UK government gives go-ahead to Sizewell C nuclear power plant

Decision goes against advice of Planning Inspectorate, which rejected project owing to impact

The UK government has given planning consent to the £20bn Sizewell C nuclear power plant in Suffolk.

The decision by the business secretary, Kwasi Kwarteng, which had been repeatedly delayed, was finally announced on Wednesday and went against the advice of the independent Planning Inspectorate.

French energy company EDF wants to build the 3.2 GW, two-reactor plant next to its existing site at Sizewell B, which began operating in 1995.

However, the proposals have faced fierce opposition from local campaigners, who have argued against the project because of the environmental impact and the cost to energy billpayers. Campaigners now have six weeks to decide whether to appeal against the decision.

Planning permission was seen as a key hurdle for the project which remains subject to a further final investment decision, expected next year. It is hoped the plant can generate enough power for six million homes.

The approval process for Sizewell C has so far included four rounds of public consultation which began in 2012 and has involved more than 10,000 East Suffolk residents.

The Planning Inspectorate rejected the scheme because of concerns over the plant’s impact on protected species and habitats, and the long-term water supply at the site.

EDF worked with Chinese state-backed nuclear specialist CGN on the first phase of the project. However, it is understood the UK government is keen to ease CGN out amid concerns over Chinese involvement with sensitive assets.

Bankers at Barclays have been hired to secure new financial backing for the project alongside EDF and the UK government.

Boris Johnson’s government put £100m of funding behind the project in January to support its development.

Carly Vince, the project’s chief planning officer, said: “Sizewell C will be good for the region, creating thousands of opportunities for local people and businesses. It will boost local biodiversity and leave a legacy Suffolk can be proud of.”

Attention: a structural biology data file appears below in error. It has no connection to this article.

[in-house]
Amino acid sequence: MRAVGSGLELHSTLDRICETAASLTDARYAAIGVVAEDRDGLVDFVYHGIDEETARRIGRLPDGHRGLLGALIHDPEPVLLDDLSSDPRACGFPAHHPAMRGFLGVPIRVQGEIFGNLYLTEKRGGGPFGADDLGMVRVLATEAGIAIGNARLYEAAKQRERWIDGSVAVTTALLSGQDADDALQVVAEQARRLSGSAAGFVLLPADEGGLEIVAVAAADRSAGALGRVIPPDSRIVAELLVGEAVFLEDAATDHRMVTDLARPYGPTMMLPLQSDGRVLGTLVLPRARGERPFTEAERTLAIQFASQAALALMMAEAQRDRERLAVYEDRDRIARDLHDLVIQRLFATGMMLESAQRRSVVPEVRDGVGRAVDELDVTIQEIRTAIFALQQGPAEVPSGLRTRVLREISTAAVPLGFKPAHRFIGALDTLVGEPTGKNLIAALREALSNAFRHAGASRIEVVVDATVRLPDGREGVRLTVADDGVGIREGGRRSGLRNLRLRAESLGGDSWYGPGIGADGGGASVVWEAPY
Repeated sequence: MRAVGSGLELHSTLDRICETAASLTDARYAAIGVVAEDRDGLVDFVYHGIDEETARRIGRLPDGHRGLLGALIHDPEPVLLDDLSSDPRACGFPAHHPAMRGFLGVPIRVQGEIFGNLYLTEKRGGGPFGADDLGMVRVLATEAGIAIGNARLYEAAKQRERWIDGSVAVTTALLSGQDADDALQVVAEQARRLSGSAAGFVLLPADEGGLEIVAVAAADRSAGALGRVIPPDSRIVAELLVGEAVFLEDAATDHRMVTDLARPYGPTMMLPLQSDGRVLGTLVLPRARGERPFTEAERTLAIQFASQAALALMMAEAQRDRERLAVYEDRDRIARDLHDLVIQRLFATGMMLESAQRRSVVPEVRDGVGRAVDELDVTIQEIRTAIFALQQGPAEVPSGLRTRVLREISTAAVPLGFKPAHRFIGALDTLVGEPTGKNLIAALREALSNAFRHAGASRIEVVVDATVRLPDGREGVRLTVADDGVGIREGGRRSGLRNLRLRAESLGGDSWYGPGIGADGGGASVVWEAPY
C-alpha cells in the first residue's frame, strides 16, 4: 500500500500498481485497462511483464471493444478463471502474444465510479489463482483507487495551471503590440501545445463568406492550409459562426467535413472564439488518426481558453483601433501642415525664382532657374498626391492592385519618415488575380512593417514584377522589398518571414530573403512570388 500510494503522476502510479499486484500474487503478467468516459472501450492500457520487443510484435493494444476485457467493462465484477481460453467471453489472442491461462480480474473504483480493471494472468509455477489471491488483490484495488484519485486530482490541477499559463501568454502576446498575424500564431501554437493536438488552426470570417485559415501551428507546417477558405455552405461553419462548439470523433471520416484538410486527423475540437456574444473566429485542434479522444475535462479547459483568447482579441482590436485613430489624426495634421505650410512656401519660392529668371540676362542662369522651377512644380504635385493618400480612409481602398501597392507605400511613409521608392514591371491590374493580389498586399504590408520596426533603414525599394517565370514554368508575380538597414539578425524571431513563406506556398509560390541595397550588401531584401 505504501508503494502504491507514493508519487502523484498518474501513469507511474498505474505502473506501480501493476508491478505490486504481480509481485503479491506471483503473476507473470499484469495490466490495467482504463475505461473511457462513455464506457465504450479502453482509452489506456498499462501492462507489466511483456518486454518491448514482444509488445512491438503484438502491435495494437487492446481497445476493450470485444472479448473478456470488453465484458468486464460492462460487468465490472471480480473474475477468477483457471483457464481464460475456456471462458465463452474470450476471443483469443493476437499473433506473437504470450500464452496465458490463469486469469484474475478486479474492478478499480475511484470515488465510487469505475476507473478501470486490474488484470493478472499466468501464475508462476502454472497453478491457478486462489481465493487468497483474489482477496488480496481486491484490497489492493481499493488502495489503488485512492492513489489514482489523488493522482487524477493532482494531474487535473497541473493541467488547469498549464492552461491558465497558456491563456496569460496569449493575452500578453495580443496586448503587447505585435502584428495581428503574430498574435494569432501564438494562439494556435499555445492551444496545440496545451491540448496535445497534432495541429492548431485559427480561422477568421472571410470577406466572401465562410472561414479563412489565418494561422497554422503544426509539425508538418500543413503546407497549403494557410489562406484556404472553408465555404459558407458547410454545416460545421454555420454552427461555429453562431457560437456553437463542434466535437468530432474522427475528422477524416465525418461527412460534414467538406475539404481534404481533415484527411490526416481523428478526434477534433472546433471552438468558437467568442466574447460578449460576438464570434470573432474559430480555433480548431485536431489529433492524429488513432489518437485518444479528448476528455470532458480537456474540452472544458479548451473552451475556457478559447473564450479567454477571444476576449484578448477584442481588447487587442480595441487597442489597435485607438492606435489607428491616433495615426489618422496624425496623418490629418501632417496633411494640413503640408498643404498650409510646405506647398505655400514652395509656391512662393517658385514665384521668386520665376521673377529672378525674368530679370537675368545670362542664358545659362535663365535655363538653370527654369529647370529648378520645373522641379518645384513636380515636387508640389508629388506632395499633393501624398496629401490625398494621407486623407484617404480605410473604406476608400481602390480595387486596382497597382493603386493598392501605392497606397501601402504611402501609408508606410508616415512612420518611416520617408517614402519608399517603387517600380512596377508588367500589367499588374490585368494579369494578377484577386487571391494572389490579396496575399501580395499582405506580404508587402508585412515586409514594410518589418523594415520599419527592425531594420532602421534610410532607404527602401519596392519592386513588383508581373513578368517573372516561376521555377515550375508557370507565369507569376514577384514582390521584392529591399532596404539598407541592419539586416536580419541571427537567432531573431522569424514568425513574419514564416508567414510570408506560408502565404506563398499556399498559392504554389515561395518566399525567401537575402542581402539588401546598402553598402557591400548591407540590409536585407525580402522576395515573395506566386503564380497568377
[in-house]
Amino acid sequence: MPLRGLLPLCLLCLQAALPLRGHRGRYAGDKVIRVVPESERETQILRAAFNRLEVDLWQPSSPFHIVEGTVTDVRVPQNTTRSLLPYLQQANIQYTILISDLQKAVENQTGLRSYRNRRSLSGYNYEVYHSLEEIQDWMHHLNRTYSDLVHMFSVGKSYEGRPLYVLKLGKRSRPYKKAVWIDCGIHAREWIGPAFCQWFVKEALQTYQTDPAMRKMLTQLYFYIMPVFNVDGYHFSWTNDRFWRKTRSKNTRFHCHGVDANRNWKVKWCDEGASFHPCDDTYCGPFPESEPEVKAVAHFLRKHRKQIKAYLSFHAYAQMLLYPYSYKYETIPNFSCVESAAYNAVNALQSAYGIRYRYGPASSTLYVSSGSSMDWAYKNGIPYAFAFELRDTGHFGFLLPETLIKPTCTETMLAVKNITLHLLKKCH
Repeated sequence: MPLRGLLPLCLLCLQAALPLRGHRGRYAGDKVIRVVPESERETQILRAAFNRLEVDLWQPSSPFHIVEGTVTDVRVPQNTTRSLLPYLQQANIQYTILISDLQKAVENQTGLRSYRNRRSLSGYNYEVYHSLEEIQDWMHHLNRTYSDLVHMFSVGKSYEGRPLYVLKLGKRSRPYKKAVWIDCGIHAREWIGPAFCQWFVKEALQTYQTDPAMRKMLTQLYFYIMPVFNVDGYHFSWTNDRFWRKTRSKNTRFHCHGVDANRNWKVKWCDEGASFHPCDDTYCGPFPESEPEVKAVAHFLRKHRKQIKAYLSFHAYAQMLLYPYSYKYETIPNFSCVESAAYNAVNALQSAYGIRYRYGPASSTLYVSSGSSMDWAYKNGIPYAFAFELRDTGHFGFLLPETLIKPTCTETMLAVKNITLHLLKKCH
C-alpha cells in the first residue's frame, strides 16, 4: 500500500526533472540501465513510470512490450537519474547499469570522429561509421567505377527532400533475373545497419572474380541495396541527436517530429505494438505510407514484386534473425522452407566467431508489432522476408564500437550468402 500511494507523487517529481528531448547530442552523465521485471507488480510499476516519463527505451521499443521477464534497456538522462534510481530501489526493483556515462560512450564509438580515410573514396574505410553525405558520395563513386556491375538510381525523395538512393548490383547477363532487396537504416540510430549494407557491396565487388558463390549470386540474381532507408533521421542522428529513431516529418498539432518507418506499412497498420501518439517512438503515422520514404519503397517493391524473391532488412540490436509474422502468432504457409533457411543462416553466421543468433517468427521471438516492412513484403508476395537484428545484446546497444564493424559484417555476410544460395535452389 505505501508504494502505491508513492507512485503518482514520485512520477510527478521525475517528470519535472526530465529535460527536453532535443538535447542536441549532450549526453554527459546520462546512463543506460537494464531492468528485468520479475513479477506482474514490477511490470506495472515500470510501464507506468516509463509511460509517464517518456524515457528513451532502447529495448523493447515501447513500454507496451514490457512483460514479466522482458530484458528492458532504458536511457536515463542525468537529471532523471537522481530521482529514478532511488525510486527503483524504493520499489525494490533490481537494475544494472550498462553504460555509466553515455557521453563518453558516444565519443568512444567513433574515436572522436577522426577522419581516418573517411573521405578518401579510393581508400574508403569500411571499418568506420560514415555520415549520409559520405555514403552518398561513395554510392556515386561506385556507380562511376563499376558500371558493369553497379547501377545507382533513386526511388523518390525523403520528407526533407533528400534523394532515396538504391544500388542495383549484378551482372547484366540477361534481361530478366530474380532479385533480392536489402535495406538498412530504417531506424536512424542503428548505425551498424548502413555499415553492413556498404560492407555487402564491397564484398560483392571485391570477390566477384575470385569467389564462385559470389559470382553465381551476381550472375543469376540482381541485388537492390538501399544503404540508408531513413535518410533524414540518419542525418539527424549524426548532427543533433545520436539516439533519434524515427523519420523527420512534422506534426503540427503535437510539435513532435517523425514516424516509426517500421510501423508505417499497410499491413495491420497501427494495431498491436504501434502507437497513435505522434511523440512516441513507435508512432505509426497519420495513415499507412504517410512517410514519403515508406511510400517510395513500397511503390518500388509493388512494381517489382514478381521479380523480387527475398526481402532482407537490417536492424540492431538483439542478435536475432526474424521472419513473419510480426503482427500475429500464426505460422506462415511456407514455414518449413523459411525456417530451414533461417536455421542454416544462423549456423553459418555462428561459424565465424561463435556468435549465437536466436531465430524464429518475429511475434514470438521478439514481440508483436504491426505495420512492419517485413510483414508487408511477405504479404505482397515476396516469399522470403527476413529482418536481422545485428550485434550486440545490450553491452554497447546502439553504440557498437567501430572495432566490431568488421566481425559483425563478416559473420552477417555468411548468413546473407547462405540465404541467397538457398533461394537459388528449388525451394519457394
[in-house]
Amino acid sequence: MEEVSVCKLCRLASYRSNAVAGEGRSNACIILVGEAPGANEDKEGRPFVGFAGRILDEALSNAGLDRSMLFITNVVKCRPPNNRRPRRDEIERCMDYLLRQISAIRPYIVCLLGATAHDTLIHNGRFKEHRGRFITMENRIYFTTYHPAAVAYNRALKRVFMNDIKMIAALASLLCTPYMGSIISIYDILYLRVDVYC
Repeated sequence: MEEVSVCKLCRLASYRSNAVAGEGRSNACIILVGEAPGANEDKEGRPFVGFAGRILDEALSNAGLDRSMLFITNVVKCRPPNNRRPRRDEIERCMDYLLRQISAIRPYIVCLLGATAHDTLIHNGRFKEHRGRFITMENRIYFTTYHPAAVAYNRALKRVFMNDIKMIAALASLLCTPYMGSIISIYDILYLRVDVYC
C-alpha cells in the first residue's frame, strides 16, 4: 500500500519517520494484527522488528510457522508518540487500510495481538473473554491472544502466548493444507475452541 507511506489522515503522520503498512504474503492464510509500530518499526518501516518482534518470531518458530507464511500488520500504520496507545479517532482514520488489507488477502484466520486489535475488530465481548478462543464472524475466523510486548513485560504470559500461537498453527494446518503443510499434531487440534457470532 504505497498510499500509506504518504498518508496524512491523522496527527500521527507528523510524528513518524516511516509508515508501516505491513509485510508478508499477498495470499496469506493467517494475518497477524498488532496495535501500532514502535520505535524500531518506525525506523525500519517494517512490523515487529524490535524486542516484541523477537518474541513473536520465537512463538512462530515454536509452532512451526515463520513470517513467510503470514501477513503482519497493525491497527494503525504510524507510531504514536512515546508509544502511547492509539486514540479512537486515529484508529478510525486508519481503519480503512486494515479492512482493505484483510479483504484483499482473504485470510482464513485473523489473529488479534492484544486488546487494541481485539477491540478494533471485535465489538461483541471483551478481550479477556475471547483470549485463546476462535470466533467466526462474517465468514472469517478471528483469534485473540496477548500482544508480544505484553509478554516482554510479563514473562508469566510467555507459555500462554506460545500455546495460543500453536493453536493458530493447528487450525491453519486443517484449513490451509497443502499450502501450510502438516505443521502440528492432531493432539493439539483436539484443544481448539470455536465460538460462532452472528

Julia Pyke, the director of financing for Sizewell C, said: “Energy costs will be lower with nuclear in the mix, so today’s decision is good news for billpayers. The tried and tested funding arrangement we are proposing means that, by paying a small amount during construction, consumers will benefit in the long-term.

“Sizewell C will give a big boost to jobs and skills in nuclear supply chain companies across the country. It will strengthen the UK’s energy security and play a key role in our fight against climate change.”

Alison Downes, of the Stop Sizewell C campaign, said: “The wrong decision has been made but it’s not the end of our campaign to Stop Sizewell C. Not only will we be looking closely at appealing this decision, we’ll continue to challenge every aspect of Sizewell C, because – whether it is the impact on consumers, the massive costs and delays, the outstanding technical questions or the environmental impacts – it remains a very bad risk.”

Beccy Speight, the chief executive of the Royal Society for the Protection of Birds, said: “The construction of the proposed development will be damaging and it has been granted with insufficient consideration for the effects on nature as described by the government’s own experts. This is a ludicrous decision for an interim government to make.”

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Greenpeace UK’s chief scientist, Dr Doug Parr, called the project a “red herring energy solution” as the UK attempts to move towards a low-carbon energy system.

Tom Greatrex, the chief executive of the Nuclear Industry Association, said the decision “significantly strengthens the pipeline of new nuclear capacity in Britain”.

Hinkley Point C in Somerset, also backed by EDF, has been beset by delays and cost over-runs.

The French government said on Tuesday it was prepared to pay €10bn (£8.5bn) to fully nationalise EDF amid concerns over its finances. Ministers in France want to keep a handle on soaring energy bills.

Johnson has set a target of making investment decisions on eight new nuclear projects by the end of the decade.


Alex Lawson Energy correspondent

The GuardianTramp

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